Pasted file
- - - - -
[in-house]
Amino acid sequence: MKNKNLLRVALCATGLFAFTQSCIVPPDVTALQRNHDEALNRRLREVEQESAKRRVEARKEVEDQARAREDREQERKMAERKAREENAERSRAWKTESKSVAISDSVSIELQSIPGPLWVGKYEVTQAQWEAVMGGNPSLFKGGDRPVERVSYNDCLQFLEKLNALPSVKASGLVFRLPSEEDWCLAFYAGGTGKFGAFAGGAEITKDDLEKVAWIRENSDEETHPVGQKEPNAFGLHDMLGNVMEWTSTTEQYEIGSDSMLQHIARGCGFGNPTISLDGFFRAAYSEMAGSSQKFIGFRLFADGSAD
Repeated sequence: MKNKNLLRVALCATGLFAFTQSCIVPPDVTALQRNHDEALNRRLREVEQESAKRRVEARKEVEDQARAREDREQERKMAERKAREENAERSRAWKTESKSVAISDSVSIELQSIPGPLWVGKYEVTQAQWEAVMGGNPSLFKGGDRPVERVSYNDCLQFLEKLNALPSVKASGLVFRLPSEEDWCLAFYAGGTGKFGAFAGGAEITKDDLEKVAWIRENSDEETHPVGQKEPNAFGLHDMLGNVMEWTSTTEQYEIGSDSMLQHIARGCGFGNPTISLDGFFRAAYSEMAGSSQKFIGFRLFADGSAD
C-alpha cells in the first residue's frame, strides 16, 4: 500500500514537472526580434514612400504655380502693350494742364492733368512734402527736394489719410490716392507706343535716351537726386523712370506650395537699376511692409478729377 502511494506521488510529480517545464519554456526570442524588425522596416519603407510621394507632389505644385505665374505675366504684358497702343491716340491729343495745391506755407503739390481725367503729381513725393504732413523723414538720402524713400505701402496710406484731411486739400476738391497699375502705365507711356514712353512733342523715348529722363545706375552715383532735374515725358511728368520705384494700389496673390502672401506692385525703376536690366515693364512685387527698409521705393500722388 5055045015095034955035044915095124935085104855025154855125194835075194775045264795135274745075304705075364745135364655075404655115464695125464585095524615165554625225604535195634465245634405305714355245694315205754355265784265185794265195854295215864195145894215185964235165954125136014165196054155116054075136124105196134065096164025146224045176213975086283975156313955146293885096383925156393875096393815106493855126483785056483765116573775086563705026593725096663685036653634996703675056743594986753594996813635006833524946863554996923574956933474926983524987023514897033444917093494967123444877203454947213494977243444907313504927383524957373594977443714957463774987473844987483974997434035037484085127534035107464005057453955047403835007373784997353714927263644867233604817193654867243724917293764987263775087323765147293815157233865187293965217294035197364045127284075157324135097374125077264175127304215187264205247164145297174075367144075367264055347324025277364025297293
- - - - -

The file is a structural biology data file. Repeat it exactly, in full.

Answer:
[in-house]
Amino acid sequence: MKNKNLLRVALCATGLFAFTQSCIVPPDVTALQRNHDEALNRRLREVEQESAKRRVEARKEVEDQARAREDREQERKMAERKAREENAERSRAWKTESKSVAISDSVSIELQSIPGPLWVGKYEVTQAQWEAVMGGNPSLFKGGDRPVERVSYNDCLQFLEKLNALPSVKASGLVFRLPSEEDWCLAFYAGGTGKFGAFAGGAEITKDDLEKVAWIRENSDEETHPVGQKEPNAFGLHDMLGNVMEWTSTTEQYEIGSDSMLQHIARGCGFGNPTISLDGFFRAAYSEMAGSSQKFIGFRLFADGSAD
Repeated sequence: MKNKNLLRVALCATGLFAFTQSCIVPPDVTALQRNHDEALNRRLREVEQESAKRRVEARKEVEDQARAREDREQERKMAERKAREENAERSRAWKTESKSVAISDSVSIELQSIPGPLWVGKYEVTQAQWEAVMGGNPSLFKGGDRPVERVSYNDCLQFLEKLNALPSVKASGLVFRLPSEEDWCLAFYAGGTGKFGAFAGGAEITKDDLEKVAWIRENSDEETHPVGQKEPNAFGLHDMLGNVMEWTSTTEQYEIGSDSMLQHIARGCGFGNPTISLDGFFRAAYSEMAGSSQKFIGFRLFADGSAD
C-alpha cells in the first residue's frame, strides 16, 4: 500500500514537472526580434514612400504655380502693350494742364492733368512734402527736394489719410490716392507706343535716351537726386523712370506650395537699376511692409478729377 502511494506521488510529480517545464519554456526570442524588425522596416519603407510621394507632389505644385505665374505675366504684358497702343491716340491729343495745391506755407503739390481725367503729381513725393504732413523723414538720402524713400505701402496710406484731411486739400476738391497699375502705365507711356514712353512733342523715348529722363545706375552715383532735374515725358511728368520705384494700389496673390502672401506692385525703376536690366515693364512685387527698409521705393500722388 5055045015095034955035044915095124935085104855025154855125194835075194775045264795135274745075304705075364745135364655075404655115464695125464585095524615165554625225604535195634465245634405305714355245694315205754355265784265185794265195854295215864195145894215185964235165954125136014165196054155116054075136124105196134065096164025146224045176213975086283975156313955146293885096383925156393875096393815106493855126483785056483765116573775086563705026593725096663685036653634996703675056743594986753594996813635006833524946863554996923574956933474926983524987023514897033444917093494967123444877203454947213494977243444907313504927383524957373594977443714957463774987473844987483974997434035037484085127534035107464005057453955047403835007373784997353714927263644867233604817193654867243724917293764987263775087323765147293815157233865187293965217294035197364045127284075157324135097374125077264175127304215187264205247164145297174075367144075367264055347324025277364025297293